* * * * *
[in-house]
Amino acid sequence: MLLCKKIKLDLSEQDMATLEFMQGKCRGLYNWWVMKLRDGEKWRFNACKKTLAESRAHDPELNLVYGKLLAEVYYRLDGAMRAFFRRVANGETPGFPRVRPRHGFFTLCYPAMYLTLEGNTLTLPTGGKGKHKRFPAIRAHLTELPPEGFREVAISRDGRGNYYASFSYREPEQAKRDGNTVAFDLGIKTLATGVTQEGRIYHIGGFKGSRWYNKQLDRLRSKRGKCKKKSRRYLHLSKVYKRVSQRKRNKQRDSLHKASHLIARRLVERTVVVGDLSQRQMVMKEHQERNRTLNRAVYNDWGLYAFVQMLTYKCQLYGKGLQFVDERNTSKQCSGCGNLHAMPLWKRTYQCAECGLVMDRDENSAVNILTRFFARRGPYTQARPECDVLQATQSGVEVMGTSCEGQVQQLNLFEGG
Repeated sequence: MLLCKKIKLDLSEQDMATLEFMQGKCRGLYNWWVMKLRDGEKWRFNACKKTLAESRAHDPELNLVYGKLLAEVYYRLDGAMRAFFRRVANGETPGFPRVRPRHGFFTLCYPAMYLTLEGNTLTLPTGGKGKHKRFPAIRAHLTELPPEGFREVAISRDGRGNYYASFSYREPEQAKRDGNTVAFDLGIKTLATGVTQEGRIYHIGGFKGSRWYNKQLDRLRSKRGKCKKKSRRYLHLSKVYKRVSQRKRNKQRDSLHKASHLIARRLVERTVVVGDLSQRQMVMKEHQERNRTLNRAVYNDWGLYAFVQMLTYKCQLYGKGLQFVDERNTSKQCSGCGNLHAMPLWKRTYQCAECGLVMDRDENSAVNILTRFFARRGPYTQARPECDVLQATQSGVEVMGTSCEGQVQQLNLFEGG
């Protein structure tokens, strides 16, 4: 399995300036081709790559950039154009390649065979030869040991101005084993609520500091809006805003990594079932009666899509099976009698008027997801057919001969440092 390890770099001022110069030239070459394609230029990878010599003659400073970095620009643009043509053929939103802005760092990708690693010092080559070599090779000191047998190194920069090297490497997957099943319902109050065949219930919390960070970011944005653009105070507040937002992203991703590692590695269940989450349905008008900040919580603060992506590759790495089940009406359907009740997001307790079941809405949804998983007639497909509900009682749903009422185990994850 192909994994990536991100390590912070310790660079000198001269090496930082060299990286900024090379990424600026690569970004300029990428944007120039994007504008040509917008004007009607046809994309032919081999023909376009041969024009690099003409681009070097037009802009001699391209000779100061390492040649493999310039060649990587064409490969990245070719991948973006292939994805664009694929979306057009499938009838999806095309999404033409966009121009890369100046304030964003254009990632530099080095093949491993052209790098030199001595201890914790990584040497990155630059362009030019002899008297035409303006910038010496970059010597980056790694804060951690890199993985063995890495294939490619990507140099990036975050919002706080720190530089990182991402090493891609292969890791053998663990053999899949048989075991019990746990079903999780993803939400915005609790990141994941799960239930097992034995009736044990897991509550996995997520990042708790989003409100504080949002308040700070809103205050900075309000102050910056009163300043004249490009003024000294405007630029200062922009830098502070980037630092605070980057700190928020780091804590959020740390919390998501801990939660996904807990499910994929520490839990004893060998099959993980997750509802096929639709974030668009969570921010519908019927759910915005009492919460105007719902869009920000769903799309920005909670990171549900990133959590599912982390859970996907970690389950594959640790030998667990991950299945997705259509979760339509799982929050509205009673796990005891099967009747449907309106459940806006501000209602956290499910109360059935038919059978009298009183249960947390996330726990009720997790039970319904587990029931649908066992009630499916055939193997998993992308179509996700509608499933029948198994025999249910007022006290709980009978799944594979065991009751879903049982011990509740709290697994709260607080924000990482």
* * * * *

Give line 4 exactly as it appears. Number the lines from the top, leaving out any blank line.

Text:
């Protein structure tokens, strides 16, 4: 399995300036081709790559950039154009390649065979030869040991101005084993609520500091809006805003990594079932009666899509099976009698008027997801057919001969440092 390890770099001022110069030239070459394609230029990878010599003659400073970095620009643009043509053929939103802005760092990708690693010092080559070599090779000191047998190194920069090297490497997957099943319902109050065949219930919390960070970011944005653009105070507040937002992203991703590692590695269940989450349905008008900040919580603060992506590759790495089940009406359907009740997001307790079941809405949804998983007639497909509900009682749903009422185990994850 192909994994990536991100390590912070310790660079000198001269090496930082060299990286900024090379990424600026690569970004300029990428944007120039994007504008040509917008004007009607046809994309032919081999023909376009041969024009690099003409681009070097037009802009001699391209000779100061390492040649493999310039060649990587064409490969990245070719991948973006292939994805664009694929979306057009499938009838999806095309999404033409966009121009890369100046304030964003254009990632530099080095093949491993052209790098030199001595201890914790990584040497990155630059362009030019002899008297035409303006910038010496970059010597980056790694804060951690890199993985063995890495294939490619990507140099990036975050919002706080720190530089990182991402090493891609292969890791053998663990053999899949048989075991019990746990079903999780993803939400915005609790990141994941799960239930097992034995009736044990897991509550996995997520990042708790989003409100504080949002308040700070809103205050900075309000102050910056009163300043004249490009003024000294405007630029200062922009830098502070980037630092605070980057700190928020780091804590959020740390919390998501801990939660996904807990499910994929520490839990004893060998099959993980997750509802096929639709974030668009969570921010519908019927759910915005009492919460105007719902869009920000769903799309920005909670990171549900990133959590599912982390859970996907970690389950594959640790030998667990991950299945997705259509979760339509799982929050509205009673796990005891099967009747449907309106459940806006501000209602956290499910109360059935038919059978009298009183249960947390996330726990009720997790039970319904587990029931649908066992009630499916055939193997998993992308179509996700509608499933029948198994025999249910007022006290709980009978799944594979065991009751879903049982011990509740709290697994709260607080924000990482």